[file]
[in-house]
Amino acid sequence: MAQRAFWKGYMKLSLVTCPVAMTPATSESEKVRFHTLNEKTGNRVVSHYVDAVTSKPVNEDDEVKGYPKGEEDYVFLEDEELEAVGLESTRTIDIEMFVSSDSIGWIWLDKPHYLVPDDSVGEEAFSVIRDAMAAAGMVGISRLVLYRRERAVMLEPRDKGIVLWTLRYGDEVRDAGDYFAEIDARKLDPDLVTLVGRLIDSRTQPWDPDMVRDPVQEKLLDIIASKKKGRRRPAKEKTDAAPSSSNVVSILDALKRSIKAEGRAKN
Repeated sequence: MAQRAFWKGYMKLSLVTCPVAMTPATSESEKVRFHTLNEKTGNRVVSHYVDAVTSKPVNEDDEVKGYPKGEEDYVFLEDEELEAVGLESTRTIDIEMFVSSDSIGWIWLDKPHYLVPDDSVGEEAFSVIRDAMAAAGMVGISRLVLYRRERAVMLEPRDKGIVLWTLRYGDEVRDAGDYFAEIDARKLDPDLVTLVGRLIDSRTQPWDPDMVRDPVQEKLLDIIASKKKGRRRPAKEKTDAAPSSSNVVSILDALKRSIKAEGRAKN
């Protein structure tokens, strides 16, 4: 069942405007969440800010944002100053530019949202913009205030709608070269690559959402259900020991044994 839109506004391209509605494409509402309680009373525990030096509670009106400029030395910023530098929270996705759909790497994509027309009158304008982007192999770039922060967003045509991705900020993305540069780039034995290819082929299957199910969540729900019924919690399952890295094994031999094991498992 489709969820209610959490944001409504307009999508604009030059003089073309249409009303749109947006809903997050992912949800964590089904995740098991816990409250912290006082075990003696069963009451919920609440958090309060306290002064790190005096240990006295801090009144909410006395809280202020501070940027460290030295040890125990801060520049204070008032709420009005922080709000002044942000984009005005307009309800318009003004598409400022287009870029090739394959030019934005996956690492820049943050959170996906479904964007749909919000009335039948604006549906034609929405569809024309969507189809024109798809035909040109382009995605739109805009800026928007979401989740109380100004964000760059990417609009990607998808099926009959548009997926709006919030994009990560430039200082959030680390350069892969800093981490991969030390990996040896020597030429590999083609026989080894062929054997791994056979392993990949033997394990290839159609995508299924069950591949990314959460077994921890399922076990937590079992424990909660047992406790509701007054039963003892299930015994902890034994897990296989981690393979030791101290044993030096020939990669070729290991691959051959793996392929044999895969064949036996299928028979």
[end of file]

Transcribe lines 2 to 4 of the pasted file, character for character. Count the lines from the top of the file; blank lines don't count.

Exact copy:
Amino acid sequence: MAQRAFWKGYMKLSLVTCPVAMTPATSESEKVRFHTLNEKTGNRVVSHYVDAVTSKPVNEDDEVKGYPKGEEDYVFLEDEELEAVGLESTRTIDIEMFVSSDSIGWIWLDKPHYLVPDDSVGEEAFSVIRDAMAAAGMVGISRLVLYRRERAVMLEPRDKGIVLWTLRYGDEVRDAGDYFAEIDARKLDPDLVTLVGRLIDSRTQPWDPDMVRDPVQEKLLDIIASKKKGRRRPAKEKTDAAPSSSNVVSILDALKRSIKAEGRAKN
Repeated sequence: MAQRAFWKGYMKLSLVTCPVAMTPATSESEKVRFHTLNEKTGNRVVSHYVDAVTSKPVNEDDEVKGYPKGEEDYVFLEDEELEAVGLESTRTIDIEMFVSSDSIGWIWLDKPHYLVPDDSVGEEAFSVIRDAMAAAGMVGISRLVLYRRERAVMLEPRDKGIVLWTLRYGDEVRDAGDYFAEIDARKLDPDLVTLVGRLIDSRTQPWDPDMVRDPVQEKLLDIIASKKKGRRRPAKEKTDAAPSSSNVVSILDALKRSIKAEGRAKN
């Protein structure tokens, strides 16, 4: 069942405007969440800010944002100053530019949202913009205030709608070269690559959402259900020991044994 839109506004391209509605494409509402309680009373525990030096509670009106400029030395910023530098929270996705759909790497994509027309009158304008982007192999770039922060967003045509991705900020993305540069780039034995290819082929299957199910969540729900019924919690399952890295094994031999094991498992 489709969820209610959490944001409504307009999508604009030059003089073309249409009303749109947006809903997050992912949800964590089904995740098991816990409250912290006082075990003696069963009451919920609440958090309060306290002064790190005096240990006295801090009144909410006395809280202020501070940027460290030295040890125990801060520049204070008032709420009005922080709000002044942000984009005005307009309800318009003004598409400022287009870029090739394959030019934005996956690492820049943050959170996906479904964007749909919000009335039948604006549906034609929405569809024309969507189809024109798809035909040109382009995605739109805009800026928007979401989740109380100004964000760059990417609009990607998808099926009959548009997926709006919030994009990560430039200082959030680390350069892969800093981490991969030390990996040896020597030429590999083609026989080894062929054997791994056979392993990949033997394990290839159609995508299924069950591949990314959460077994921890399922076990937590079992424990909660047992406790509701007054039963003892299930015994902890034994897990296989981690393979030791101290044993030096020939990669070729290991691959051959793996392929044999895969064949036996299928028979």